It’s October and in Canada the month in which we celebrate Thanksgiving (second Monday), that “annual national holiday marked by religious observances and a traditional meal” – Oxford Dictionary. (I’m already making a menu in my head!)
Thanksgiving seems like an obvious thing to write about in October because of the holiday and other reasons. For farmers and gardeners fall can be a stressful time. My dad, a grain farmer, always had one eye on the sky, especially as harvest approached. Mom, listening to the weather forecast and paying attention to her arthritis, developed great instincts for when to cover the tomatoes and cucumbers to protect them from frost. What a relief and time for thanksgiving when all was gathered in!
Seasonal issues aside, gratitude (“the quality of being thankful, the readiness to show appreciation and return kindness” – Oxford Dictionary) is always a good thing. And it has many angles.
We could ponder who is getting our thanks?
The official thanksgiving celebration began when America’s pioneers paused to thank God for food, protection, health, survival etc.
We could ask, what is thanksgiving?
One aspect of it surely is paying attention so that we see the many good things—from the fresh smell of rain to the tinkle of a baby’s giggle— that litter our pathway. It’s also expressing our gratitude. The story of the one leper who returned to thank Jesus after he was healed comes to mind (Luke 17:11-19). So does the story of the widow who made a room in her her house for the traveling prophet. Later when her son died, Elisha willingly came to pray for him (2 Kings 4:8-37).
We can contrast thankfulness with what it isn’t.
A sense of entitlement surely inhibits thankfulness. Henry Ward Beecher expressed it well: “Pride slays thanksgiving. … A proud man is seldom a grateful man for he never thinks he gets as much as he deserves” – (quoted by Ann Voskamp in One Thousand Gifts, p. 177).
We can see that it’s possible to look at all of life through gratitude-tinted glasses. Cultivating an attitude of thanksgiving is the point of Ann Voskamp’s popular book One Thousand Gifts. In it she writes: “In memory, the shape of God’s yesterday-heart emerges and assures us of God’s now-heart and reassures of His sure beat tomorrow … it is thanksgiving that shapes a theology of trust” p. 152.
This month I invite you to write about gratitude / thanksgiving.
- Perhaps you will write a story of someone who wasn’t thankful.
- Perhaps your writing will tell of a kindness for which someone (you?) gave thanks in a unique way.
- Perhaps you will write a poem that lists the many and diverse things for which you are grateful.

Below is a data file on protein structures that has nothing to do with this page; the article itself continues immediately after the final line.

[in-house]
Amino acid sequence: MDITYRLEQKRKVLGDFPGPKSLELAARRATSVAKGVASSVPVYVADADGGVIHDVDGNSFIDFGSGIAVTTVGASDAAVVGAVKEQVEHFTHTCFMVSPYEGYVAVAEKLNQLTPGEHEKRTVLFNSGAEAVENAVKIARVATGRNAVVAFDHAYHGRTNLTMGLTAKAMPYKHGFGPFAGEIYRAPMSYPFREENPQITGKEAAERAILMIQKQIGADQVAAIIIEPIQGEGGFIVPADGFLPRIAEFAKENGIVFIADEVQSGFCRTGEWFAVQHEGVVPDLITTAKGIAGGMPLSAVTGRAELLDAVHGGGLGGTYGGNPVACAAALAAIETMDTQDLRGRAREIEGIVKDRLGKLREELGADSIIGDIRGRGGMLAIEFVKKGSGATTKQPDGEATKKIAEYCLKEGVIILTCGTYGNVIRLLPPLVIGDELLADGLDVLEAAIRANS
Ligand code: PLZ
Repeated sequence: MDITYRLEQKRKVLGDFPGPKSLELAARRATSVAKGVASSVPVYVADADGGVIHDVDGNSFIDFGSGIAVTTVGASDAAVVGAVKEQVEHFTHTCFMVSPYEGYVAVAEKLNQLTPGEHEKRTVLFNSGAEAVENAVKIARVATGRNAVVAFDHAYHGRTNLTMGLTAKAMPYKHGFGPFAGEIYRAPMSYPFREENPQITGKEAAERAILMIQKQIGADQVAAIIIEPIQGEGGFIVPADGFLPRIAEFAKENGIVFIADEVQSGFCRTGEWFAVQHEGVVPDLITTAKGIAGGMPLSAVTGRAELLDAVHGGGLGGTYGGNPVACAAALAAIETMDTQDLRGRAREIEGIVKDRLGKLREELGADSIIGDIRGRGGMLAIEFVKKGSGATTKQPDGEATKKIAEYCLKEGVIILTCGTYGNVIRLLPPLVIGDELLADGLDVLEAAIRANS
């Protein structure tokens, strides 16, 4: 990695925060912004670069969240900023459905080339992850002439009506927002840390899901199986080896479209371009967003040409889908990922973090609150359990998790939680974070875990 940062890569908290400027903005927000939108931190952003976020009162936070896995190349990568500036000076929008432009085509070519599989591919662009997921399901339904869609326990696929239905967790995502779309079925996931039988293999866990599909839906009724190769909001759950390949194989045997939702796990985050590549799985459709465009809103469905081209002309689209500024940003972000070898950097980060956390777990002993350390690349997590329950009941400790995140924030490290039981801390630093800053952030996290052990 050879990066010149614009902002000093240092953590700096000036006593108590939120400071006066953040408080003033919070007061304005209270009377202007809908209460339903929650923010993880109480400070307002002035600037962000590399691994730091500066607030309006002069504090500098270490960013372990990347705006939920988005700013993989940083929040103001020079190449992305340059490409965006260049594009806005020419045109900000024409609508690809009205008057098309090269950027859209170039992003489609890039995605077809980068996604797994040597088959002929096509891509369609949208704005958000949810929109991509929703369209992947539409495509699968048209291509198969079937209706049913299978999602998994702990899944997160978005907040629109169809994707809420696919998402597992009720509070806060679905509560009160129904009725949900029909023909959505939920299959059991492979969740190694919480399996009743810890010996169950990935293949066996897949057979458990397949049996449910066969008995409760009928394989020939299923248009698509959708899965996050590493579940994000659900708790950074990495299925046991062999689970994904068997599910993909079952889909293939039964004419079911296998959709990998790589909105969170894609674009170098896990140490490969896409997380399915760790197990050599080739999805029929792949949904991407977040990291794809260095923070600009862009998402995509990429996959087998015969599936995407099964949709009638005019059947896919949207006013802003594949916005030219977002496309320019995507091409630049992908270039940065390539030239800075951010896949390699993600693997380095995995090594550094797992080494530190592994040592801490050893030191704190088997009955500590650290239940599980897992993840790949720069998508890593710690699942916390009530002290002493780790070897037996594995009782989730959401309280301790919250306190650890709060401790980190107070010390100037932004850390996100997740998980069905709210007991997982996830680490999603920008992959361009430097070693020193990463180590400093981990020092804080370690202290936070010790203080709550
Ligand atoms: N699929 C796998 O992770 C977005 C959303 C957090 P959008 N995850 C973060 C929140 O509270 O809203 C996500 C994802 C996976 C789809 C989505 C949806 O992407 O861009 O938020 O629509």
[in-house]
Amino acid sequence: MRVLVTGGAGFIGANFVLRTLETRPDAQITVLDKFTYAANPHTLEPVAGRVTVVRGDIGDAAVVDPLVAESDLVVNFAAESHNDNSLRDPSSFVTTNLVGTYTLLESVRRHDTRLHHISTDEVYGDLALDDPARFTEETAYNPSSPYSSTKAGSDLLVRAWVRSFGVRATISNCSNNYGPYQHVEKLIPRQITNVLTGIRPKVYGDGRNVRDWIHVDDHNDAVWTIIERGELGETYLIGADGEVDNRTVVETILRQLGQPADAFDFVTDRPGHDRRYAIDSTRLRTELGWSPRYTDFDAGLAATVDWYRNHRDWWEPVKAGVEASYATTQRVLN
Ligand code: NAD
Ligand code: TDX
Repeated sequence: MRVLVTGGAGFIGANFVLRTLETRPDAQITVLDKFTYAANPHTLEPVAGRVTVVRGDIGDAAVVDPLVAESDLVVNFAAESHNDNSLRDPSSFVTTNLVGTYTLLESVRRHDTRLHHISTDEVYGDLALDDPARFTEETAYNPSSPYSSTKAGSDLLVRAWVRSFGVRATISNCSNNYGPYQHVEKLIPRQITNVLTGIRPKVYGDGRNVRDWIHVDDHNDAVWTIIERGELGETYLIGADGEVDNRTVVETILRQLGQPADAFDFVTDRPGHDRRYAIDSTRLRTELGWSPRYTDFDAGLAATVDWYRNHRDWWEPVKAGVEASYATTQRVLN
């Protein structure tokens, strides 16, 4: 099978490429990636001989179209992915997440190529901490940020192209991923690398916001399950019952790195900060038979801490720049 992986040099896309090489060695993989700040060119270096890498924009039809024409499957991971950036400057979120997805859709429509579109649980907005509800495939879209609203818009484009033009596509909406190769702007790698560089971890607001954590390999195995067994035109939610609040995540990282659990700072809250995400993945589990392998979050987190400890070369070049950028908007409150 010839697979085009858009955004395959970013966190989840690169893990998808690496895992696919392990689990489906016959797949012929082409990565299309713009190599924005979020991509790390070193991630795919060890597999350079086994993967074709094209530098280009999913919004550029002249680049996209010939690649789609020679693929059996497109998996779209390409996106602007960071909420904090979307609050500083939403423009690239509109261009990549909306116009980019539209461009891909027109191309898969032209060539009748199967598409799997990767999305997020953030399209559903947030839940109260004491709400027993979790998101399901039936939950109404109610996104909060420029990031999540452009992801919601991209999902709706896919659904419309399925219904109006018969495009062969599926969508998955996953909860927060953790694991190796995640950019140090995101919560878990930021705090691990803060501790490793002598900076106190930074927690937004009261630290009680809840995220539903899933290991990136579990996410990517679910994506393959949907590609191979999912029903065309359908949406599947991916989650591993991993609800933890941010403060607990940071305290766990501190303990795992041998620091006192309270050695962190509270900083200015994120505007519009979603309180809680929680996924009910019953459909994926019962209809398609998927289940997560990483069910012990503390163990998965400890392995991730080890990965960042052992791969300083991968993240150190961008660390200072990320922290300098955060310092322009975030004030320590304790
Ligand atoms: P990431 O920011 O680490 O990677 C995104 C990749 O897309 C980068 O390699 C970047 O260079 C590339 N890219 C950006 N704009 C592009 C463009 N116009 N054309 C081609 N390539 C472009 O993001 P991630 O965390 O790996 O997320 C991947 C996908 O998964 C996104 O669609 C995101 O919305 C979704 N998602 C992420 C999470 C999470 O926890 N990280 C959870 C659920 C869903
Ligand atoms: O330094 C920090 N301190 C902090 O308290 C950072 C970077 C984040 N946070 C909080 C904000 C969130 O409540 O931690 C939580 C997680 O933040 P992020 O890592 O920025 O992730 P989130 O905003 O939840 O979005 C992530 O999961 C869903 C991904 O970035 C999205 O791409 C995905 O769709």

Whatever shape your writing takes, I hope the time you spend counting your blessings will be yet another item of thanksgiving to add to your list.
4 thoughts on “October prompt: thanksgiving”
Growing up in the far north of the U.S., very near the Canadian border, I always felt like Thanksgiving came too late in the season to be a harvest festival. I think our festival here is more in tune with Virginia…
I love the idea of writing a list poem of the many things I’m grateful for… that’s an exercise we can’t possibly do too often.
Thanks Tracy! I love it that you have Minnesota farm memories!
I actually love the date of the Canadian Thanksgiving. It’s just far enough away from Christmas to feast and not feel overindulgent, and is still in the middle of fall’s changes. I have good memories of Thanksgiving celebrations at our little Mennonite church in Saskatchewan. Some artsy farm women always put together a lavish harvest display at the front, and we had a big communal meal with lots of good stuff, topped off with pie — apple, pumpkin, lemon meringue. I think part of the reason I enjoyed it so much, too, was feeling my dad’s relief that the crop was in, if it was. Sometimes with an early snow, it wasn’t. But we celebrated anyway. Gave thanks in faith, I guess.
off the topic: I’m doing a series connecting table/food/thanksgiving & blessing/community & blogging (my community of bloggers) — do you have a post or a poem I could share that is food-related? If you do, would you please email me the link sometime in the next couple of weeks– tracyleekarner (at) gmail (dot) com. I’ll be telling people a little bit about how we met, about your blog (the one you’re sharing from), and linking to you in my post.
Tracy, delighted about this. I’ll certainly email you something, even though it will probably not measure up to the gourmet spreads you blog about 😉